Desert Fox is Shenandoah's latest turn-based tactical wargame in its Crisis In Command series. The interface and gameplay may be familiar, but make no mistake, war in the desert is nothing like war in Europe.
Erwin Rommel is a fascinating figure from World War II. A highly-decorated and respected general, he ignored orders to exterminate jews, treated prisoners of war with dignity, and conspired to assassinate Hitler. Because of this, he is the only high-ranking officer of the Third Reich to have his own museum in Germany. Known as the Desert Fox for his skillful leadership of his formidable Afrika Corps Panzer Brigade, he challenged the Commonwealth for control of Egypt and the Suez Canal.
Wargamers who are familiar with Shenandoah's other offerings (Battle of the Bulge and Drive On Moscow) will be right at home here, as their excellent interface persists in Desert Fox. You will take command of either Axis or Commonwealth forces, and attempt to win by scoring victory points by performing various actions. While you might think that fighting in the desert would be pretty straightforward, you would be wrong. In addition to hundreds of miles of sand, there is ocean to the north (as well as the map's only true road) and the Qattara Depression to the south; both of which are completely impassable to all units. This restrictive geography is further complicated by the presence of Deirs (depressions in the desert) and ridges that hinder movement in various ways. Diers, for instance, cannot be entered by armor unless there is a track (dirt road) leading into them, although infantry can move through them with impunity. The star of the show in Desert Fox, however, is supply. Fighting in such a punishing environment not only continuously wears down your units, but also completely changes how units are resupplied. If you suddenly find one of your units out of supply, it will not be completely immobilized because the desert is vast and it is next to impossible to completely isolate any unit. when this happens (and it will happen a lot), the unit will have one move left, after which you will still be able to move a single space each turn, but will suffer severe combat and gameplay penalties, such as preventing Axis units from exiting off the eastern edge of the map. Lastly, units also have the ability to lay mines if they choose to assume a defensive posture. These function a lot like defensive terrain in that opposing units must expend time clearing them before they can realistically engage hostile units or even pass through the zone. All units can clear mines except for armor and flak so be sure to look for the option when you move into a relevant space.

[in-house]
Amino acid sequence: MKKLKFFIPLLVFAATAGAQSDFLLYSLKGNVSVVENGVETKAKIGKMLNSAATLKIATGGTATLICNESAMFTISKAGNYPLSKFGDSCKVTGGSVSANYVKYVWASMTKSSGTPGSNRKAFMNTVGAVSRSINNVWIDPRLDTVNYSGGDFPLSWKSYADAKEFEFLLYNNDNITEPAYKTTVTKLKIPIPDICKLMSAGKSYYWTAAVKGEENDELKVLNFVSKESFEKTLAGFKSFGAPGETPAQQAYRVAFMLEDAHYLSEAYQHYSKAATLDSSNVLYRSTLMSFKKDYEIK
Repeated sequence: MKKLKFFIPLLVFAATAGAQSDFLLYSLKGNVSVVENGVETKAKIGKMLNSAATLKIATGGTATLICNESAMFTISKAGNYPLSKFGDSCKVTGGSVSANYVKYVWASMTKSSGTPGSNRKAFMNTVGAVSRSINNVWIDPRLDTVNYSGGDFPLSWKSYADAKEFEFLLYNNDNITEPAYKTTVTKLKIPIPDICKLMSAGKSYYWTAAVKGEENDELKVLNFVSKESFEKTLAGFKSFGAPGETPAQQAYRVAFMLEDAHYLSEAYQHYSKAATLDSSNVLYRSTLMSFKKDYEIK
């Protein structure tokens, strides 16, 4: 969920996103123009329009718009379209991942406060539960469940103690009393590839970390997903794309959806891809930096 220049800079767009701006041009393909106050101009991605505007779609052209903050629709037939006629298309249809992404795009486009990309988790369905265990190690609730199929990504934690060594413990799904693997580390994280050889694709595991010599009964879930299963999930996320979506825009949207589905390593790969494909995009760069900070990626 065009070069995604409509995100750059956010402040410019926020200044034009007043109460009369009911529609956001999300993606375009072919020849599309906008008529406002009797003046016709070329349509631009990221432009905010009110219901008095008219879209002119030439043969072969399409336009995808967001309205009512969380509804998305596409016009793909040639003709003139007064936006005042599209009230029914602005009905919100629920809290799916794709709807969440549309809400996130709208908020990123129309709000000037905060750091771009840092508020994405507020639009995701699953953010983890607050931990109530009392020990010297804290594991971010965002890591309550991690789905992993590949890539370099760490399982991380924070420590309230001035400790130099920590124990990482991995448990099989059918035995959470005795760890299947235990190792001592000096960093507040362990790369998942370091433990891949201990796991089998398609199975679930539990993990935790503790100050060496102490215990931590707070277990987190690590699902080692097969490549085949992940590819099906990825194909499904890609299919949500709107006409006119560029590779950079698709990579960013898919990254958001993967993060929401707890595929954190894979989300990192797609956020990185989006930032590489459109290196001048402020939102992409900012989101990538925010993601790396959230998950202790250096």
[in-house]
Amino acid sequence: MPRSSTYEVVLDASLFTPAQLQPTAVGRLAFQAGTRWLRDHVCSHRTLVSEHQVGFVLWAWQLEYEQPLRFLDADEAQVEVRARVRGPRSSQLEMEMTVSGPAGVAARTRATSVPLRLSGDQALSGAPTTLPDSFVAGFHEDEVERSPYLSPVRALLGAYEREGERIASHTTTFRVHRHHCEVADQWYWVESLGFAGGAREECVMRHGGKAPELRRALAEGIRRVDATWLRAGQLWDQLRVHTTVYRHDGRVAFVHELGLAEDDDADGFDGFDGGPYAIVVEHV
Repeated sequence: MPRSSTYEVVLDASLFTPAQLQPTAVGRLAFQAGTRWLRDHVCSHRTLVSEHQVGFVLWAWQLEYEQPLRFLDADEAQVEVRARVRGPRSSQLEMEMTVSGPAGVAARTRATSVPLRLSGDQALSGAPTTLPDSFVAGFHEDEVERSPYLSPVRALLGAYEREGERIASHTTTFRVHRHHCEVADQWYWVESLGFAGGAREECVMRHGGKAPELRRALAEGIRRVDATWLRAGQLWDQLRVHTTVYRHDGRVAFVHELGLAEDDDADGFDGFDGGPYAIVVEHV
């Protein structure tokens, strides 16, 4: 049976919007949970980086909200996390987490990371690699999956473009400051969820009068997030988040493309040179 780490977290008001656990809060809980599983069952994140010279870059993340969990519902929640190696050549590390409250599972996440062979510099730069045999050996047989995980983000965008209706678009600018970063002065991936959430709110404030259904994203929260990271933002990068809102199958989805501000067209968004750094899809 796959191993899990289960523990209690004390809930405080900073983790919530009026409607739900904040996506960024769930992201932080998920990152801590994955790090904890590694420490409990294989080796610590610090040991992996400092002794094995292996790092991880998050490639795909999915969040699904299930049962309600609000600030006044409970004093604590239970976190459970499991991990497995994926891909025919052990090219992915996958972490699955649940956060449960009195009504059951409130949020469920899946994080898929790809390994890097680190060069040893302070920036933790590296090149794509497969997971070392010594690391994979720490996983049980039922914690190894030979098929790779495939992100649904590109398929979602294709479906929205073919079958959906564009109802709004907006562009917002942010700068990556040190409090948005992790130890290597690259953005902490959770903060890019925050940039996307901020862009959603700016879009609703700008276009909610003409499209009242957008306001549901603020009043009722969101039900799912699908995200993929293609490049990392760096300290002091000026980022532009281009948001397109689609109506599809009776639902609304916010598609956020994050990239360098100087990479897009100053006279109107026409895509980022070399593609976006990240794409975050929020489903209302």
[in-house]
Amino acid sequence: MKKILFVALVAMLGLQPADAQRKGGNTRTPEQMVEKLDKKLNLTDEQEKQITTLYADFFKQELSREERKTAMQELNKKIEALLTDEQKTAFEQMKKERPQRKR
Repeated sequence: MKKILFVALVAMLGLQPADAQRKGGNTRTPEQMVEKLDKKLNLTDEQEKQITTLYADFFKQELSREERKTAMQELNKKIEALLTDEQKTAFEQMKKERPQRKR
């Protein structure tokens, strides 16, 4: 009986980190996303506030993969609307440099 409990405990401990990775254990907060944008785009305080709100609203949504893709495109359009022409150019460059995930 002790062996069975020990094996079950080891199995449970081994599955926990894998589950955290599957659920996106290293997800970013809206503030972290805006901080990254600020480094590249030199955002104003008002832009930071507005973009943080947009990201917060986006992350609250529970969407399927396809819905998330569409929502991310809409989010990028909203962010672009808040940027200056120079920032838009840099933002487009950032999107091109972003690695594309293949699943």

Desert Fox features the same robust online multiplayer component found in Shenandoah's previous titles, as well as three scenarios that can all be played from either side. While this may sound like a paltry amount of gameplay, those three scenarios are huge, and encompass the entire historical conflict. Further, each playthrough will not only take a long time to complete, they will feel distinctly different as the game engine does a good job of randomizing key elements.
The graphics of Desert Fox are every bit as beautiful as previous titles. While you would think that a desert map would look pretty dull, the razor-sharp terrain details give you plenty to look at, and even the little unit markers subtly come to life as they move about the map and engage one another. Looking beyond the map, however, things still look great. The interface is organized, intuitive, and clean; even on the iPhone. While you might think that a game this complex would be unworkable on the tiny screen of a phone, Shenandoah has worked hard to reorganize the iPhone's interface, and it actually works quite well.
The in-game music is subtle, and comes and goes as you play. The ambient sounds keep things feeling lively, and the battle effects are clean, varied, and not jarring.
In-App Purchases (IAPs)
Desert Fox offers no IAPs of any kind.
Desert Fox is a fantastic simulation of one of the pivotal battle of WWII. It succeeds because of its accessibility, accuracy, polish, and most importantly, fun-factor. If you're a fan of wargames, you should have already bought this, and if you're new to them, this is a great place to start.
Ratings (scale of 1 to 5):
Graphics: - 5 - Who knew a desert map could look so good? Sound: - 4 - Subtle and enjoyable sound/ambient effects, and interesting music. Controls: - 5 - A lot of thought went into this intuitive interface. Gameplay: - 5 - The tutorial will help you get started, and once you are rolling, you won't be able to put it down.
Playing Hints and Tips:
Play the scenarios before you play online; human opponents are much tougher than the A.I. You can select certain units to be guaranteed resupply; choose wisely. When you're out of supply, you have one attack left before you are penalized so don't waste it on an empty move. Axis units out of supply cannot exit off the eastern edge of the map (their objective); both sides should remember this.